Should a righty become a lefty again?
June 17, 2009 12:12 PM   Subscribe

Should a left-handed person forced, as a child, to be a right-handed person teach himself to be left-handed as an adult?

A relation of mine was forced, innocently but ignorantly, to use his right-hand over his naturally predominant left hand. I only found this out recently and the guy has some difficulties in various areas of his life and it made me wonder if this might have something to do with it.

In any event, is there any benefit in this guy (now in his mid-30's) learning to write etc with his left hand? Scientific, anecdotal and completely baseless opinions are all welcome.

posted by gwpcasey to Grab Bag (16 answers total) 1 user marked this as a favorite
The father of someone I once knew had horrible handwriting. She said no one could read it and he always hated having to write things down. He apparently looked really weird and uncomfortable writing. Well, he was at a dinner meeting with some coworkers one day, and his weird gripping of the pen attracted some attention. Someone asked, "Did you ever think you might be left-handed?"


Friend's father started writing with his left hand and his writing, though still not neat or easy to read, was finally legible and he finally looked comfortable writing. What he later discovered was that he was trying to push the pen with his right hand --- right handed people, if you watch, pull the pen along the paper, left handed people push. His brain's natural inclination was to push the pen even though he was using his right hand --- or so he ended up theorizing for himself.

If there would be an improvement in this person's life, then it might be worth a try. If he's comfortable and okay with it, then leave it be.
posted by zizzle at 12:19 PM on June 17, 2009

It was common in the 19th Century in England to force left handed kids to try to be right-handed. One interesting side effect of that was that a lot of them began to have trouble with stammering.

But I agree with Zizzle: if there isn't a problem, then a solution isn't needed.
posted by Chocolate Pickle at 12:27 PM on June 17, 2009

Einstein never switched back.
posted by stubby phillips at 12:30 PM on June 17, 2009

I was forced from left to right. I found it a good thing. Over the years I've been able to do a lot of things left-handed and right-handed quite easily. It helped in basketball. It helped in baseball. It helped in piano, and guitar. I can't speak with any authority about psychological problems but the ambidexterity is cool.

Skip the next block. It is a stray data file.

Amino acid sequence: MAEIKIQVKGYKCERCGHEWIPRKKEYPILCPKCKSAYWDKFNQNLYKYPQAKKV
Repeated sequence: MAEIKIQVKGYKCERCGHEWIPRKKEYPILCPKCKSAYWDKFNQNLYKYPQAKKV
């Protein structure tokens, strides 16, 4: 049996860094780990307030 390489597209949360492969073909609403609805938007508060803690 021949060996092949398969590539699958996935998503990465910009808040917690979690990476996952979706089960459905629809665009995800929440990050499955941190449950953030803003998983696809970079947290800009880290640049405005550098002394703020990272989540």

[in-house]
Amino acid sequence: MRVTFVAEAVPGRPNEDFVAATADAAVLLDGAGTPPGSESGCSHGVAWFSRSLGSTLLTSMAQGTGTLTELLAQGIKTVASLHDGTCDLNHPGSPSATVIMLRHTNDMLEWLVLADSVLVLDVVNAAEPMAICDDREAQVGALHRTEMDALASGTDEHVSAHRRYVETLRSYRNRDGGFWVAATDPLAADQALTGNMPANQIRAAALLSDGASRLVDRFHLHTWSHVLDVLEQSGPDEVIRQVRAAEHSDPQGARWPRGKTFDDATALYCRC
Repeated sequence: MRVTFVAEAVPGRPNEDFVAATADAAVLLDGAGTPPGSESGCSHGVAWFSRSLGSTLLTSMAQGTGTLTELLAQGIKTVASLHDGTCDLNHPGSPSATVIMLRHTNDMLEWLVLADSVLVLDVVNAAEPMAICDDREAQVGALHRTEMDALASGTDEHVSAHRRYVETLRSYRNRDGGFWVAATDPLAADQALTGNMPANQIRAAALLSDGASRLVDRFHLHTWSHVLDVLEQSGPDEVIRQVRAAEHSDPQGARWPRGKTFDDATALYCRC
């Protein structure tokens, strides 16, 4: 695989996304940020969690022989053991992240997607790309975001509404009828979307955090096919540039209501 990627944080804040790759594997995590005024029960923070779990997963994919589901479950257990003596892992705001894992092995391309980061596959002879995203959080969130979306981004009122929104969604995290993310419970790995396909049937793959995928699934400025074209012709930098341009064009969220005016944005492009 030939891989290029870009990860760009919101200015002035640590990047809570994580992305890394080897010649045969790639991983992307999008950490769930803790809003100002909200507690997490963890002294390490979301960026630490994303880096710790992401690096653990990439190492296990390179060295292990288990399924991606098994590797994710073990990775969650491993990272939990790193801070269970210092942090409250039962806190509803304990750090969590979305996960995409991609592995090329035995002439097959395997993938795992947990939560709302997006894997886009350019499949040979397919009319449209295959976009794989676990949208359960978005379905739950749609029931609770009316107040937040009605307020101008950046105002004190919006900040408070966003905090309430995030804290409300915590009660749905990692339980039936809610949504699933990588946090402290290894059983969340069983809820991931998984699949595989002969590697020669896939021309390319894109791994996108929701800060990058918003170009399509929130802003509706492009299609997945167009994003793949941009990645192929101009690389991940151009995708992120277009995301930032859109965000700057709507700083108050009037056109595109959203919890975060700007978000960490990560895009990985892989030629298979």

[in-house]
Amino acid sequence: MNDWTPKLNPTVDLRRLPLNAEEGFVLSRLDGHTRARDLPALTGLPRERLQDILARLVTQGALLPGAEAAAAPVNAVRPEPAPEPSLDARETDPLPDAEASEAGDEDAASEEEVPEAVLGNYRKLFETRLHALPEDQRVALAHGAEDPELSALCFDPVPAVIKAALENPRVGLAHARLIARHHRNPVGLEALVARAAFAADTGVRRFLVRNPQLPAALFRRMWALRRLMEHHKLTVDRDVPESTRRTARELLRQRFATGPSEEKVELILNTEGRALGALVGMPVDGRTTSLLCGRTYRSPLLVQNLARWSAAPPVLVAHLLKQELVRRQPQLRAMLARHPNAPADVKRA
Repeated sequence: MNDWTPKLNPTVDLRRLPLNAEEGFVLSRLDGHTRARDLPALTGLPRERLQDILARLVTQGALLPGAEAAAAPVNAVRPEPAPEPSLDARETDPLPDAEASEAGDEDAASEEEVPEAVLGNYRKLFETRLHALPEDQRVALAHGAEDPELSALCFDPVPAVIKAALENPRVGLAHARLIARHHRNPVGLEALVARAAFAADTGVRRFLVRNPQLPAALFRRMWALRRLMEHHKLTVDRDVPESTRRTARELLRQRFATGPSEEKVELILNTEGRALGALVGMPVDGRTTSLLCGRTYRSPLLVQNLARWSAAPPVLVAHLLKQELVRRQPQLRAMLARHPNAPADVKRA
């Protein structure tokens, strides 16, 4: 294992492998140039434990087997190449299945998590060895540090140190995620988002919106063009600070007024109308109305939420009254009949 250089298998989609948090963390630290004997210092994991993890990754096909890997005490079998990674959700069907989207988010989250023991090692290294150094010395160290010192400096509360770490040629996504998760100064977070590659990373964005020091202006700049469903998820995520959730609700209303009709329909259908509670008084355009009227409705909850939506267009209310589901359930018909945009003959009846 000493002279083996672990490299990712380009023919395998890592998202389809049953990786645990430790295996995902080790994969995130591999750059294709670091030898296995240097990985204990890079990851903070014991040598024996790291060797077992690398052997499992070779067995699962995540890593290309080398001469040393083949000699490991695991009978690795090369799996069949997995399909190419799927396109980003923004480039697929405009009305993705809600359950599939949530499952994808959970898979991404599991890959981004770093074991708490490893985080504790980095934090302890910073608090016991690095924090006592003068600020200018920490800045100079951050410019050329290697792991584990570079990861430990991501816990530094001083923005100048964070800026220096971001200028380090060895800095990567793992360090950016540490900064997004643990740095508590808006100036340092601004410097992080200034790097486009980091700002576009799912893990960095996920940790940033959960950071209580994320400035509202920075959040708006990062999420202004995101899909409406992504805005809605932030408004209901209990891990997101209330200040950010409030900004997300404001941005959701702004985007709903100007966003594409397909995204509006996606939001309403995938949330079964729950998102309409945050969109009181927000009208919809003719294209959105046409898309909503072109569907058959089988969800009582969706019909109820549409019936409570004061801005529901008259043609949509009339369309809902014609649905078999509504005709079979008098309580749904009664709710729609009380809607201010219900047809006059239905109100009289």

posted by lpsguy at 12:32 PM on June 17, 2009

He should do whatever is most comfortable for him.
posted by Lobster Garden at 12:33 PM on June 17, 2009

I'm one of those people, and the only thing I do right-handed is write. I doubt that your relative's life problems are caused by that, but if it would be a rewarding or self-affirming thing for him to do to relearn to write left-handed, he should go for it. I never wanted to do it, because I have awesome handwriting with my right hand.

I golf left and bat left, though. Maybe your relative should take up golf. It's hard to find left-handed clubs cheap, unfortunately.
posted by Sidhedevil at 12:34 PM on June 17, 2009

It was common in the 19th Century in England to force left handed kids to try to be right-handed. One interesting side effect of that was that a lot of them began to have trouble with stammering.

I was switched to writing right-handed, and I was a stammerer, and always believed those things are related. I've been having a correspondence with a research neurologist who argues quite persuasively that that's vanishingly unlikely; his idea is that the writing switch and the stammering stage are coincidentally simultaneous in terms of development, so people assumed causation where there was none.
posted by Sidhedevil at 12:47 PM on June 17, 2009 [1 favorite]

I was switched too, sort of - I was taught to use chopsticks with my right hand (it's a cultural thing in Japan). But I've never stammered, and I don't think I've suffered in any way due to the switching. I do many things with either hand now and I think it's an advantage. One big one: I can knit both ways, so I can always have the front side facing me.